When first responders answer a medical emergency call, reaching the person in distress as quickly as possible is paramount.
But in many remote Bedouin communities of southern Israel, this can be a real challenge because some of these are unauthorized villages without any clear order.
“There are no addresses and it’s very difficult to understand where they are,” explains Dr. Keren Moss, an internal medicine specialist and United Hatzalah community-based emergency response volunteer.
“You can’t say, ‘We’re at the second turn to the right and then we’re on the left.’ They will often bring the patient out, also because accessing the villages can be difficult from the road.”
Aiming to recruit more volunteers within these Bedouin communities, Moss proposed training students right in their high schools. “They’re in a certain place and if you come there that’s where they are. It’s an ideal setting for doing courses.”
Through the Rifman Institute, which works toward the betterment of the Negev’s estimated 300,000 Bedouin citizens, the first three-part course recruited some 30 students at the local Bir Hadaj high school. They were trained by Moss and Rami Shaya, head of United Hatzalah’s Har Hanegev branch.
For the first session, focused on CPR, the students came to United Hatzalah’s Kibbutz Sde Boker branch house. The second session, held at the high school, taught the volunteers how to handle bleeding injuries, sprains, fractures and burns.
The third session presented several scenarios for the teens to practice their skills using first aid kits. United Hatzalah provided an ambulance for this drill.
“We try and balance the actual lecture with a lot of hands-on training, so it’s not boring for 16- and 17-year-old kids,” Moss says.
“Each time, we’re learning more about how to do it. For example, we realized that in the hands-on exercise, separating the boys and girls has been very successful.”
This, she says, is always true when it comes to teens a bit shy about the opposite sex, but even more so when it comes to the largely conservative Bedouin population.
In the future, she hopes the course will become an annual offering and will incorporate more spoken and written Arabic.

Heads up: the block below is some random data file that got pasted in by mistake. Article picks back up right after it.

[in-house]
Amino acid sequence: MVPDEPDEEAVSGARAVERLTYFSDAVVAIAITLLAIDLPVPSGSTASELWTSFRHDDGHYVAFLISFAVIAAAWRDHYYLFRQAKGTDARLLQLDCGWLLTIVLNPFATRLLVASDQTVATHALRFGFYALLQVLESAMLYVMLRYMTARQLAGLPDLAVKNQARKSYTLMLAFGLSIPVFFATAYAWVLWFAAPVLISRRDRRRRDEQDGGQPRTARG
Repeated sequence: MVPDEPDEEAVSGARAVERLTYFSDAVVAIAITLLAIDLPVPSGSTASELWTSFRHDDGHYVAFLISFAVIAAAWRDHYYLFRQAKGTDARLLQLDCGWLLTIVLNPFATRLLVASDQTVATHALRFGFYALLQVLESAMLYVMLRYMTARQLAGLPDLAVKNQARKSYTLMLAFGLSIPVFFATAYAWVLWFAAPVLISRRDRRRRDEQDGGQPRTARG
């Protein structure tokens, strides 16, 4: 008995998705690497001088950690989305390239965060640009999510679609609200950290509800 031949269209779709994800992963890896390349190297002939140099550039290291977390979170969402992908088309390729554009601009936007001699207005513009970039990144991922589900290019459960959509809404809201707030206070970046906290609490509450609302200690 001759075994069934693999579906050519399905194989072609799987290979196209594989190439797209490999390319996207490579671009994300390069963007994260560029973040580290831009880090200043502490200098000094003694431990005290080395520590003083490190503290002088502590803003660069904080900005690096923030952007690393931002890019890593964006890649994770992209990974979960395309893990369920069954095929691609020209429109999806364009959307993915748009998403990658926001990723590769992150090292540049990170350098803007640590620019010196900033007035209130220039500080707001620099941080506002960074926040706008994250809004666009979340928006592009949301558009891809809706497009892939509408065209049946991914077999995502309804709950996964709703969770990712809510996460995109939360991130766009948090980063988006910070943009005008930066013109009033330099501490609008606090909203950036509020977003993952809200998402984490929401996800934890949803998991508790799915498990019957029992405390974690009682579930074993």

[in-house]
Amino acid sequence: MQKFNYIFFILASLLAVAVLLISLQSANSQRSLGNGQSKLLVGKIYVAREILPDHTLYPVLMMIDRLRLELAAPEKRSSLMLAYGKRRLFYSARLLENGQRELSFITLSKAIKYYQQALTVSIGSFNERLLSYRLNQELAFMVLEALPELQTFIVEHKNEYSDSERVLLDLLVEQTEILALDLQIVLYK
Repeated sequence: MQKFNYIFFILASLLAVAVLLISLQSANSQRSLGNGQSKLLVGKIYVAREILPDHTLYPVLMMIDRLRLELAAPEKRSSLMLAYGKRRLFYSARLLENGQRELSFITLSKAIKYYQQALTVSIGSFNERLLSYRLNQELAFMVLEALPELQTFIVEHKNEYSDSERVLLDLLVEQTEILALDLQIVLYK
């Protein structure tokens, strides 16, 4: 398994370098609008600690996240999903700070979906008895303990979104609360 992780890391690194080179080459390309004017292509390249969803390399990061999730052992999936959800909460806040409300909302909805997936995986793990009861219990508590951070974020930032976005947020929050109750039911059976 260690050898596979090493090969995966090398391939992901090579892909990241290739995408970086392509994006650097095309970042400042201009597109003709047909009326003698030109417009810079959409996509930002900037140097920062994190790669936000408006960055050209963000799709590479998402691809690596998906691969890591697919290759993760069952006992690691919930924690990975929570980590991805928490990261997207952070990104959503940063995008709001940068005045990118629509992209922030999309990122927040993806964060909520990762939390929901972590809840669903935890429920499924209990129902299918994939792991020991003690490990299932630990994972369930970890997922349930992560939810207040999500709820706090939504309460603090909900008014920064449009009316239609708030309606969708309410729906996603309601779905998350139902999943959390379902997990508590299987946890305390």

“This year, the training was in Hebrew. That was partly intentional because if someone needs to talk to the emergency services for help, they’re going to have to speak in Hebrew. But we will increase Arabic next time.”
This time around, Moss and Shaya got translation help from Yasmin Ambatawi, an Arabic teacher, project coordinator and social involvement coordinator at the Bir Hadaj high school.
“Scheduling has also been tricky,” Moss adds. “They’re in high school and have exams. We also didn’t take into consideration Ramadan. Next year we’re going to look very closely at the calendar.”
Still, despite all the startup hiccups, this year’s mission appears to be a big success.
Moss says that the 30 students “enjoyed everything about it” and have shown enthusiasm and self-confidence.
“The students were really happy about it, and they want it to be even more than three or four meetings. High school is not always the easiest age to train. But they’ve been very receptive; they got really excited to learn something new that will also help them in their daily lives,” says Moss.
“Our hope is that the children in this course will become ambassadors in the Bedouin community in the Negev, allow us to arrive more quickly within Bedouin villages in order to provide good medical care, and help us communicate in a more effective manner. They can also provide some initial support around medical emergencies,” Moss tells ISRAEL21c.
She and Shaya hope to expand it to other villages outside of Bir Hadaj.
“We not only hope to develop better communication with the Bedouin community to help them help us give the whole community better service, but also to help young Bedouins feel part of Israeli society and able to contribute in a positive way,” concluded Shaya.